External Hemorrhoid removal and Labiaplasty.

I will like to know if Hemmorrhoid removal is cover by insurance & if so if it's combined with Libiaplastic Do I have to Pay for the Anesthesiology or Insurance will pay for that, And I will only pay for the Labiaplastic it self...

Doctor Answers 5

In-office combined Labiaplasty and Anal Tag Excision

Hello Sashia,

Thank you for your post regarding Laser Reduction Labiaplasty and Anal Tag Excision. I perform labia reductions in the office under local anesthesia. Every woman is shaped differently and requires her own unique cosmetic correction. What is often overlooked by most surgeons is the prepuce, or clitoral hood, which may require reduction and even lifting to achieve the optimal youthful appearance and enhanced sensation for ultimate pleasure. The external Hemorrhoid you have is most likely an anal tag that can be removed at the same time to optimize the aesthetic appearance of your intimate area.

In most patients we can perform labiaplasty in the office under local anesthetic to dramatically lower costs. You do not need an I.V. This means you will not have anesthesiologist or hospital costs which can add $2,000-$3,000 to the overall cost of the procedure. There are financing options available.

There are only a handful of fellowship-trained, board certified urogynecologists in the world who perform these surgeries in adequate volumes to be proficient and adept. Technical skill is of paramount importance but having an artist's eye is of equal value. You should be prepared to travel.

Denver Urogynecologist
5.0 out of 5 stars 34 reviews

Hemorrhoid and labiaplasty

Most insurance will not cover for labiaplasties and most surgeon who perform these under insurance are not taking the time and attention to detail needed to perform a great job.  I doubt your insurance company will allow for the anesthesia to be covered for both labiaplasty and a hemorrhoid procedure.   I would get something in writing prior to agreeing so that you do not get stuck with a surprise anesthesia and or surgery center bill.

BTW, all of our labiaplasties and external hemorrhoids are done under local in our procedure room with no general anesthesia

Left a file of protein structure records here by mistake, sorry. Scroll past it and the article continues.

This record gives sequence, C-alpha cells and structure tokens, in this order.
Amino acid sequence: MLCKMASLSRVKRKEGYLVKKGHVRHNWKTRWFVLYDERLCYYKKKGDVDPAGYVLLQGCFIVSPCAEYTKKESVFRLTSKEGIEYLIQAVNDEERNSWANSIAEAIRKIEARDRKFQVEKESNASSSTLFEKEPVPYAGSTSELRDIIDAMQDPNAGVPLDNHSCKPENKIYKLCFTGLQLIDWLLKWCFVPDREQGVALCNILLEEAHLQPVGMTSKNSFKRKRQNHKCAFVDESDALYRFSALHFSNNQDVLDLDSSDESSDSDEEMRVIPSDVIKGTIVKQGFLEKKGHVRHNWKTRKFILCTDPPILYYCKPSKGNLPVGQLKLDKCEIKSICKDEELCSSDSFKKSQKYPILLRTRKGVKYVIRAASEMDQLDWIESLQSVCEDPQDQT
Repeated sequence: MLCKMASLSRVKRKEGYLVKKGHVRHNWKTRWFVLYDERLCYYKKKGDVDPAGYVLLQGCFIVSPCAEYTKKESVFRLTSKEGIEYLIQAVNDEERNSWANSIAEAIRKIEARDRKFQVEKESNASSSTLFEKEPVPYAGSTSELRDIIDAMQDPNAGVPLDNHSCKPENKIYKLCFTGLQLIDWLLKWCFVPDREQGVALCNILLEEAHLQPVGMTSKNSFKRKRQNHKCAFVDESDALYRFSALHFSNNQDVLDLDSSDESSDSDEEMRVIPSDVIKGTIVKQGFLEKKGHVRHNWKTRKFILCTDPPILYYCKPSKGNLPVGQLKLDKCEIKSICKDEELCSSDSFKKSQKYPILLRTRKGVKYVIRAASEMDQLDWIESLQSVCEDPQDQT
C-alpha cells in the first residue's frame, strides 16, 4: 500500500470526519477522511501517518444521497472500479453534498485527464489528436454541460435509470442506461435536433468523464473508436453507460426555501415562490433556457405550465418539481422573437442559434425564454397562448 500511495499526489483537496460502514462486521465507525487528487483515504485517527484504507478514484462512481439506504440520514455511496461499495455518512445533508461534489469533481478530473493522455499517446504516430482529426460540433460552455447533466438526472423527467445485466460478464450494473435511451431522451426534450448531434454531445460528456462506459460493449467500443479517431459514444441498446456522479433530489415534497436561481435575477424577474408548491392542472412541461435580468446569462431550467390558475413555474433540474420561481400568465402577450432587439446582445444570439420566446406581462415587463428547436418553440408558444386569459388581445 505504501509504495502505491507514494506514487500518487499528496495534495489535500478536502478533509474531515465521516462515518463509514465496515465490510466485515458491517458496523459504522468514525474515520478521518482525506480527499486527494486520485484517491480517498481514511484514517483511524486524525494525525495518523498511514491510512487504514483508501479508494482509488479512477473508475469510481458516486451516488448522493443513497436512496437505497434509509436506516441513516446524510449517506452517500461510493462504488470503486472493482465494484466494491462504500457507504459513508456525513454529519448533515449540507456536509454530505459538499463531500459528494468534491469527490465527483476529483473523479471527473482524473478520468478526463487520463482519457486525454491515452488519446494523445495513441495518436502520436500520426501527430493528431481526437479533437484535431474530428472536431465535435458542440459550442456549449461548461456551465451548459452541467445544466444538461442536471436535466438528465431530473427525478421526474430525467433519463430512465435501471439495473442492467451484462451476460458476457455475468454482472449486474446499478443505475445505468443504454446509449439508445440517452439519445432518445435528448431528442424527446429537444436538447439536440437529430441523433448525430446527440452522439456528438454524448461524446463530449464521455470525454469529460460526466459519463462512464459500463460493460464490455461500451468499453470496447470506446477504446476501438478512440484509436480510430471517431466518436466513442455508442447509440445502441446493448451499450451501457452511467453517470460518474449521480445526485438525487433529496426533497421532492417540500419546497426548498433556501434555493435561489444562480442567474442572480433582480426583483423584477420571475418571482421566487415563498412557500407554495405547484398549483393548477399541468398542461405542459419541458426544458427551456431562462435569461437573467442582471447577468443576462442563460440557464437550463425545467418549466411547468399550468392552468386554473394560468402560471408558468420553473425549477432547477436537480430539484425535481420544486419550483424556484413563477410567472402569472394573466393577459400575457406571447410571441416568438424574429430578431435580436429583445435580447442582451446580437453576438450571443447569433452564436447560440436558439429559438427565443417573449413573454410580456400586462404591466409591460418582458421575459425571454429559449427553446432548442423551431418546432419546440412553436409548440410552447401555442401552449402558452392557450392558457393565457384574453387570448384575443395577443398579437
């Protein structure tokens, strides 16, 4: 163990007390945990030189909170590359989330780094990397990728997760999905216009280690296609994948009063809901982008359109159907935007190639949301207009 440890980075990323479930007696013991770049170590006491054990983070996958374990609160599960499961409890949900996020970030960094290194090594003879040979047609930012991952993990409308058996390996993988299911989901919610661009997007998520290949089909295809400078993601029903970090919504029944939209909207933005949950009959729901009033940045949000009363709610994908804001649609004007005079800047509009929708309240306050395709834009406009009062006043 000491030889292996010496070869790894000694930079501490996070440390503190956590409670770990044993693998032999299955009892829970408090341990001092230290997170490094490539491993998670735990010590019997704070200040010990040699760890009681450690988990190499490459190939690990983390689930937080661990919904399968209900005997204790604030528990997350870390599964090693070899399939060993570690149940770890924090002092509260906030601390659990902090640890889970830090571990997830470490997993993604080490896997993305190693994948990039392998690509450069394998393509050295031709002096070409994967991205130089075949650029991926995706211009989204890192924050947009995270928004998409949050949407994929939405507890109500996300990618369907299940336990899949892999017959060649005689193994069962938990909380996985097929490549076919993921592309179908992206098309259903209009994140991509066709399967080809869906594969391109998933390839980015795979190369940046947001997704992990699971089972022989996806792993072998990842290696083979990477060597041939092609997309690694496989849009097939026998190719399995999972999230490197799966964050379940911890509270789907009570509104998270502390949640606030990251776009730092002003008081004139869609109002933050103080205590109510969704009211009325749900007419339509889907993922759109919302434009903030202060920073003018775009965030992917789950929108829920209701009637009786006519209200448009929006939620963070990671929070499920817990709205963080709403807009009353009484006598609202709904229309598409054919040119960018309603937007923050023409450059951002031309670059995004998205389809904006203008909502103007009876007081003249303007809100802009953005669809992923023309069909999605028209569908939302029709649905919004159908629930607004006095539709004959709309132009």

David Ghozland, MD
Santa Monica OB/GYN
5.0 out of 5 stars 27 reviews

Insurance is a bad idea for labiaplasty

NONE of the good doctors who are true experts take insurance. That's just the sad state of affairs in the world of medicine and aesthetic surgery. I do, however, provide a letter of medical necessity to each labiaplasty patient for them to submit to insurance on request. this includes the diagnosis and procedure codes and medical necessity of the procedure. About 10% of insurance companies cave and pay about $2000 of the $5000 cost of the surgery. At least its something, but insurance companies suck and the doctors who accept insurance for labiaplasty, by and large, also are, well, probably not sucky but not good at least.

Adam J. Oppenheimer, MD
Orlando Plastic Surgeon
4.9 out of 5 stars 189 reviews

Hemorrhoid removal is very quick, labiaplasty isn't. Insurance companies aren't that stupid.

Everyone knows that removing a hemorrhoid is a 10-minute procedure. A well-done labiaplasty takes 60-90 minutes on average. The insurance company isn't going to pay for the significant extra time and the anesthesiologist isn't going to work for the peanuts they'll pay him/her for the 10 minutes of anesthesia to cover the extra time either. By the way, most labiaplasties are done under local and require no anesthesia charges.

Marco A. Pelosi III, MD
Jersey City OB/GYN
4.6 out of 5 stars 24 reviews

External Hemorrhoid removal and Labiaplasty.

Thank you for sharing your question.  Procedures to correct a hemorrhoid would be covered through insurance but a labiaplasty remains a "not medically necessary" procedure and would be your responsibility in payment.  Hope this helps. 

Nelson Castillo, MD
Atlanta Plastic Surgeon
4.9 out of 5 stars 65 reviews

These answers are for educational purposes and should not be relied upon as a substitute for medical advice you may receive from your physician. If you have a medical emergency, please call 911. These answers do not constitute or initiate a patient/doctor relationship.